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Rethinking Electronic Product Design

Aug. 17, 2020
Twenty Canadian and international universities and industrial partners join forces to help improve how electric and electronic equipment waste is reused and recycled.

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At a time when COVID-19 is causing disruptions in the global electronics supply chain, the need for a more sustainable, environmentally responsible approach to manufacturing and reusing electronics continues to grow.

Ready to help improve how electric and electronic equipment waste is reused and recycled, Polytechnique Montréal launched the Canada-wide Collaborative Research and Training Experience in Sustainable Electronics and Eco-Design (CREATE SEED) initiative.

CREATE SEED will bring together 20 Canadian and international universities and industrial partners who will work together to improve the way electric and electronic equipment waste (“e-waste”) is reused and recycled. The group will also be working to promote eco-design.

E-Waste is a Big Problem

Founded in 1873, Polytechnique Montréal is one of Canada’s largest engineering education and research institutions and ranks first in Québec in terms of the scope and range of its engineering research.  

The institution has pinpointed e-waste as a key area of concern for both current and future generations. “Incessant demand for electronic equipment produces huge amounts of waste,” the university states in a press release. “Although e-waste contains substances that are hazardous to health and the environment, it also contains precious metals that are financially appealing to the recycling industry.”

For example, it says one ton of mobile phones contains about 100 times more gold than a ton of gold ore. “The CREATE SEED initiative intends to optimize the way valuable materials are gathered from e-waste,” states Polytechnique Montréal, “while at the same time rethinking how the electronics supply chain functions.”

Leading the Effort

An organic electronics expert, Polytechnique Montréal Professor Clara Santato is leading the CREATE SEED effort. Her team and partners have been awarded $1.65 million over the next six years for this initiative, granted by the federal government’s Natural Sciences and Engineering Research Council of Canada (NSERC) CREATE program.

With 50 researchers, students and partners onboard, the group’s first objective is to change conceptual thinking paradigms about electronics, break down information silos and eliminate blind spots. As part of its mission, the group wants to introduce a radically different approach to training the next generation of engineers, designers and analysts.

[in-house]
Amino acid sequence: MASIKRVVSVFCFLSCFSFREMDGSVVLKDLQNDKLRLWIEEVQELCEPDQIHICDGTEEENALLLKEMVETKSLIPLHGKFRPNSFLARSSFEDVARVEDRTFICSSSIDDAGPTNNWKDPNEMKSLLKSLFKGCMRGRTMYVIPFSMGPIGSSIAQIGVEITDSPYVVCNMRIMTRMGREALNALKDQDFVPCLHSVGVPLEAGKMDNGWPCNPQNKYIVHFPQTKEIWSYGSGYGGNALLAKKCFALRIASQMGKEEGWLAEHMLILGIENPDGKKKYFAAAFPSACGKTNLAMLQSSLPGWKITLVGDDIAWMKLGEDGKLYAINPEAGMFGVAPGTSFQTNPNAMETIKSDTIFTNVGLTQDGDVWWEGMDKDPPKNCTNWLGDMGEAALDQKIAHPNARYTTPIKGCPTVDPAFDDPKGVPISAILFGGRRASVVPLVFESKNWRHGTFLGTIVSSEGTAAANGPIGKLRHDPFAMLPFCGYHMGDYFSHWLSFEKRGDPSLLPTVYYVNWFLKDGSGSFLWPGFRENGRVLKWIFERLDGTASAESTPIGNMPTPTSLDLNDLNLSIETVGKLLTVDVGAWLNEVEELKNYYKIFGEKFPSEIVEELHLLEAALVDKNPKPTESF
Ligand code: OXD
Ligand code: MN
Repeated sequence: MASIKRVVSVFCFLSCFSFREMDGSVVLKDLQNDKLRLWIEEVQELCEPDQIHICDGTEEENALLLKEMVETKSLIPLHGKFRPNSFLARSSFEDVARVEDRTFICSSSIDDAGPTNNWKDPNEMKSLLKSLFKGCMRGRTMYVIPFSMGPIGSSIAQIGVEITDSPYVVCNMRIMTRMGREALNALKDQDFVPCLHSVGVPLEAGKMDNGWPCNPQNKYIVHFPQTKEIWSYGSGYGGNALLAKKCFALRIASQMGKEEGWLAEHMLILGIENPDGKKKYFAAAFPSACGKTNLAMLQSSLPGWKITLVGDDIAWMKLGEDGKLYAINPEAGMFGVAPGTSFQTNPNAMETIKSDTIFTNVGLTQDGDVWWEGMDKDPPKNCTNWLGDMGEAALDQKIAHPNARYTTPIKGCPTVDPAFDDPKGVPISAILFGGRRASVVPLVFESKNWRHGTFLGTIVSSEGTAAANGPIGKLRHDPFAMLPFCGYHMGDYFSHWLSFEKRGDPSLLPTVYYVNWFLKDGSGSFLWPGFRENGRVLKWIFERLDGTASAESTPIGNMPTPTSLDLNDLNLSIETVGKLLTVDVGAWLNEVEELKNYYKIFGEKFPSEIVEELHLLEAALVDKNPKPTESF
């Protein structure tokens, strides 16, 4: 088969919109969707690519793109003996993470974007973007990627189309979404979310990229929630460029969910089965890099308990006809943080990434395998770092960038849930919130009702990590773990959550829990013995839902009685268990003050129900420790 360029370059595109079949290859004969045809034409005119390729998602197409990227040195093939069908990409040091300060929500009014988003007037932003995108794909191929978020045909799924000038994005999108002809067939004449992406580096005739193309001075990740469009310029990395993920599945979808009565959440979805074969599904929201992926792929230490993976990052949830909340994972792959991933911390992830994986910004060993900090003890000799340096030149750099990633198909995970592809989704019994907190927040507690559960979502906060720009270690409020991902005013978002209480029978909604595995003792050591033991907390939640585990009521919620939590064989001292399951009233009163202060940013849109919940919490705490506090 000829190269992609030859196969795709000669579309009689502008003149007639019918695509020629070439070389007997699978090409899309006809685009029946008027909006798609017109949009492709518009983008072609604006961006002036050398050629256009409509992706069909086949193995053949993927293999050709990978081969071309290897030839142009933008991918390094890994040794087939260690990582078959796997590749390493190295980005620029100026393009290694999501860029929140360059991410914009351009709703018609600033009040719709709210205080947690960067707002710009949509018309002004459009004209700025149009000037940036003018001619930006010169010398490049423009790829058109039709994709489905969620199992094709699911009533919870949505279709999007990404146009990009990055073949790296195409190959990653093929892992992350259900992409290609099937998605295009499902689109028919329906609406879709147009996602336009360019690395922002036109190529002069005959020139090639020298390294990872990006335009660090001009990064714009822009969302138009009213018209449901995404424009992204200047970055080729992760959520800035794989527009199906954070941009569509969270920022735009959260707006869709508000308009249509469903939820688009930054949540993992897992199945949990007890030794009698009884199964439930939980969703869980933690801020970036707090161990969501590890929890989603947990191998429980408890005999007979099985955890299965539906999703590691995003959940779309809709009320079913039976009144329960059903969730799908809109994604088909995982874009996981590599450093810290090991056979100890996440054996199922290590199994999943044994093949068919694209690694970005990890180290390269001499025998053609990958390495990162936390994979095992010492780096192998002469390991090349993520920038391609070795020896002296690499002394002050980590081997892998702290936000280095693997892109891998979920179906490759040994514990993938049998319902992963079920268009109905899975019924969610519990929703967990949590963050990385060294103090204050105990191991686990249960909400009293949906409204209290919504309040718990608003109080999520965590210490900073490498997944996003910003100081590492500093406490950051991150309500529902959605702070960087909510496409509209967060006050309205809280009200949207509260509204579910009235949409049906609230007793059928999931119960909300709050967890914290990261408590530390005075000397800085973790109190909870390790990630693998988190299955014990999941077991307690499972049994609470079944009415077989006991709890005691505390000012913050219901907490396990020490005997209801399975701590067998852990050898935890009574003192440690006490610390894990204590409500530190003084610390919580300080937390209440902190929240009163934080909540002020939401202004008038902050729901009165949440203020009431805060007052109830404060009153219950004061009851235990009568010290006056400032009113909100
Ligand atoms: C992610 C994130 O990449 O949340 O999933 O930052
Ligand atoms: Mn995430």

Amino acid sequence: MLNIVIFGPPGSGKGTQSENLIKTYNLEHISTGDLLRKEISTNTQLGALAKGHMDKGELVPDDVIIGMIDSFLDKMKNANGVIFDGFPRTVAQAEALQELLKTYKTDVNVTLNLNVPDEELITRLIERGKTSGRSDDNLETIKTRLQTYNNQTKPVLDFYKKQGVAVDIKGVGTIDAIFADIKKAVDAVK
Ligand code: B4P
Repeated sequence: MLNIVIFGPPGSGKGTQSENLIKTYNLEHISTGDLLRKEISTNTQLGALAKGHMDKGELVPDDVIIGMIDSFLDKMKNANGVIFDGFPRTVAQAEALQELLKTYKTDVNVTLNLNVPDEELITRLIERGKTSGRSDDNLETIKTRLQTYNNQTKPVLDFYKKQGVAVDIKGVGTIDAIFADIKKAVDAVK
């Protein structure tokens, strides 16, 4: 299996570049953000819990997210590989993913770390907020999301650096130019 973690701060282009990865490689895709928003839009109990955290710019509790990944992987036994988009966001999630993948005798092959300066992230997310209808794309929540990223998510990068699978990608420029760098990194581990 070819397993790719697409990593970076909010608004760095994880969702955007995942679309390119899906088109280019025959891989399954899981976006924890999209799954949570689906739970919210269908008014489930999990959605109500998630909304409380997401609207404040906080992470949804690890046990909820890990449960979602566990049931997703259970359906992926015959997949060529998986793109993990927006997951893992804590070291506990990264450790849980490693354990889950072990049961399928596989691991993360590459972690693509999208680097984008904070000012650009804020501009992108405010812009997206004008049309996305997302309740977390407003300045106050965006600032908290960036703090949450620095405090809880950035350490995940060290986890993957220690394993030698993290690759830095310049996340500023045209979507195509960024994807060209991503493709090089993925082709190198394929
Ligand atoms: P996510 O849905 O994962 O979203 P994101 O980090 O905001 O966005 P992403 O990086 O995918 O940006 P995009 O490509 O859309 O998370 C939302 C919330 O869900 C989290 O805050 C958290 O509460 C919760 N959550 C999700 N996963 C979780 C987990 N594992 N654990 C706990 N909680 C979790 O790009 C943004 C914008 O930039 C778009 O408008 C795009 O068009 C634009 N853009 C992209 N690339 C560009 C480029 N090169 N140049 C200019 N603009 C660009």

As part of its research, CREATE SEED will rethink electronic product design, using the best of conventional inorganic electronics and emerging organic technologies, combined with the development of manufacturing processes that minimize e-waste’s environmental footprint.

Some of CREATE SEED’s initial ideas include smartphones made from biodegradable, upgradable components (e.g., organic transistors, organic light-emitting diodes) that also use organic materials (melanins, tannins, lignin and green chemistry materials) to curb e-waste production and its associated pollution.

Who’s Involved?

CREATE SEED’s 20 researchers come from Polytechnique Montreal, Institut national de la recherche scientifique (INRS), McGill University, the University of Toronto, the University of Waterloo and the University of British Columbia. It is also supported by the National Research Council of Canada, École de technologie supérieure (ETS), HEC Montréal, the Printability and Graphic Communications Institute, the Université de Montréal, the Université de Sherbrooke, New York City University’s Queen’s College, the University of Nigeria – Nsukka and United Nations University.

Partners involved with this new initiative include the European Chemical Society, Bioastra Technologies, Celestica, MiQro Innovation Collaborative Centre (C2MI), Optel Group, InserTech, Intel, Medtronic, Sacré-Davey Engineering and Pyrocycle.

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About the Author

Bridget McCrea | Contributing Writer | Supply Chain Connect

Bridget McCrea is a freelance writer who covers business and technology for various publications.